Now that Vancouver has its own two licensed retail stores selling marijuana to adults, can we expect to see an increase in people charged with marijuana based on the consumption of legal marijuana? It is probably too soon for any reliable statistics from the courts, but we should know more by this time next year.
Clark County's two remaining commissioners approved a total moratorium on any marijuana businesses, including retail, growing or processing, in unincorporated areas of the county. The ordinance is like one passed by Pierce County after the state attorney general gave a formal opinion that local governments could regulate marijuana businesses to the extent of totally banning them despite the state law allowing them.
In the wake of news that the first recreational marijuana licenses had been granted, and before the upcoming lottery for retail licenses, come two important Court of Appeals decisions interpreting the medical marijuana laws (MUCA, short for Medical Use of Cannabis Act, RCW 69.51A).
The Washington Liquor Control Board has indicated that a lottery will take place soon to decide who will get the 334 licenses to open retail marijuana stores in Washington.
Few Washington homeowners would be brave enough to question the authority of the police to enter their home when the police come with an arrest warrant to search for a family member who used to live in the house. As the Grateful Dead once sang in "Truckin":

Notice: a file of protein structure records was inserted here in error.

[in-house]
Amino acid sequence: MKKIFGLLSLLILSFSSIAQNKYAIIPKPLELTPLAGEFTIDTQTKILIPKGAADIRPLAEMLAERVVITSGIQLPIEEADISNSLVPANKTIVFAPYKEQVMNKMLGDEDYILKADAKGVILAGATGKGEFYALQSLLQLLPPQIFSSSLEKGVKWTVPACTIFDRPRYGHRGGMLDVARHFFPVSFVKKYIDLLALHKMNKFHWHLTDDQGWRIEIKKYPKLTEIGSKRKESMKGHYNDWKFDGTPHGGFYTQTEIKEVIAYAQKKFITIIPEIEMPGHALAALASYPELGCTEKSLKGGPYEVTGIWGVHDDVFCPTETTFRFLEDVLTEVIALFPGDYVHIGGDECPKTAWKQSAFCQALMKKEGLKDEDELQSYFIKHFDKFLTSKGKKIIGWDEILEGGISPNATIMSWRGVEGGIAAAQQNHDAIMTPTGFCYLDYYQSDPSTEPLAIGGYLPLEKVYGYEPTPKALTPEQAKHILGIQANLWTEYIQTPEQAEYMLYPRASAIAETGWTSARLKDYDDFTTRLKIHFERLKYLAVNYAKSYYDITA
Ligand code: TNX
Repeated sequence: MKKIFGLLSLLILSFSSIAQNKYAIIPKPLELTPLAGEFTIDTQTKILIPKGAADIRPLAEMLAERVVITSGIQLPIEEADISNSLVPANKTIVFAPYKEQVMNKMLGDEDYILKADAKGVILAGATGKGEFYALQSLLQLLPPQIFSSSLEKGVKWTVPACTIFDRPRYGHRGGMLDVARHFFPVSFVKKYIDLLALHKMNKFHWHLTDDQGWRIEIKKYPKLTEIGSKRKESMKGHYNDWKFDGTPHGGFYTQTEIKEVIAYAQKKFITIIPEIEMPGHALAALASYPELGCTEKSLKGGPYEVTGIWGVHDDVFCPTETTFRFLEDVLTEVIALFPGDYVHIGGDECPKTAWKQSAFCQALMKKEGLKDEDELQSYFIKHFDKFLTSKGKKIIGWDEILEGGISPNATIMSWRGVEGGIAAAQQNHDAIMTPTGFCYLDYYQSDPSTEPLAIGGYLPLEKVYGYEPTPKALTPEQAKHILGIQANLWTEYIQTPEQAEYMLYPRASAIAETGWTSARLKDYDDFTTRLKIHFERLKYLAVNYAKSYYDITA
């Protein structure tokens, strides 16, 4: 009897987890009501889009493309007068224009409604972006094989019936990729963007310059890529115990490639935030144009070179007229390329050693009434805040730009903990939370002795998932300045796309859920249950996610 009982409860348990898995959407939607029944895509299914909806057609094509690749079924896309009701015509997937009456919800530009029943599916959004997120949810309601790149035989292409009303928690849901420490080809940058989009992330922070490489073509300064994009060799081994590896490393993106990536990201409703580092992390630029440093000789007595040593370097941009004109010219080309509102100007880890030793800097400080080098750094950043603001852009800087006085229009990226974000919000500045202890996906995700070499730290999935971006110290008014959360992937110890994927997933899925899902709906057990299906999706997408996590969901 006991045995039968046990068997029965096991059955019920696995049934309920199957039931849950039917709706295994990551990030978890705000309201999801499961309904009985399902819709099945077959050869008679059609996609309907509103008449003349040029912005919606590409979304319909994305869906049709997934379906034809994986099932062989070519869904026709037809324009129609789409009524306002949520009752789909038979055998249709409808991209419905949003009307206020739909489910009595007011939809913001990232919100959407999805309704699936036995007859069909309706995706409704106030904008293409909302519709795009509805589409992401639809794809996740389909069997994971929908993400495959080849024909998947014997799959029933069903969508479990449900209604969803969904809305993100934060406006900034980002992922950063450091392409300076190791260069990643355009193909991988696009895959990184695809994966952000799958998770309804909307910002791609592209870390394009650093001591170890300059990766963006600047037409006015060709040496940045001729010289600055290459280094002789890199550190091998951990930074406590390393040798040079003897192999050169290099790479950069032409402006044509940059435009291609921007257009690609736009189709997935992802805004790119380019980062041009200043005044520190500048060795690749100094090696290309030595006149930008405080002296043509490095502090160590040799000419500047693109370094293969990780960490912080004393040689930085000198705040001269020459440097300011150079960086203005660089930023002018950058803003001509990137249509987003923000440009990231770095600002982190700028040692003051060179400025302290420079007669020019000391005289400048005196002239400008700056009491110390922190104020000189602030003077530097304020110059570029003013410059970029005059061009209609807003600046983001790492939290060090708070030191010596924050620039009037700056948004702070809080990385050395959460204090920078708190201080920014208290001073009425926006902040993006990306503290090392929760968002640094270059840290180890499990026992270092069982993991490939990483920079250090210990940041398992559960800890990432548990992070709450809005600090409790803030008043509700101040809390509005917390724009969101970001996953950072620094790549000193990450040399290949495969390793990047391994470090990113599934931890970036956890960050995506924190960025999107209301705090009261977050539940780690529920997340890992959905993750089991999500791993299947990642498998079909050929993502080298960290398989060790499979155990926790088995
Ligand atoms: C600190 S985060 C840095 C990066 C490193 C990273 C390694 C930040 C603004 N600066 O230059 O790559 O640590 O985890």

Last December, in Initiative 502, Washington voters decided to de-criminalize the possession of marijuana in small amounts by adults. The new law set up three categories of businesses to begin a legal market for the purchase of marijuana in Washington. The state Liquor Control Board was given the task of drafting rules for marijuana related businesses. In October, the LCB recently made its rules public. Cities and counties in Washington are now debating what kinds of zoning restrictions there will be for these new businesses.
Washington's legalization of marijuana for adults (I-502) and the attempt to establish a legal market is attracting national attention. According to recent press reports, more than 300 applications have already been received by the Liquor Control Board, the state agency charged with responsibility for licensing growers, producers, and retailers. If the number of applications for retail establishments exceeds the allowed number of licenses, there will be a lottery for the retail licenses.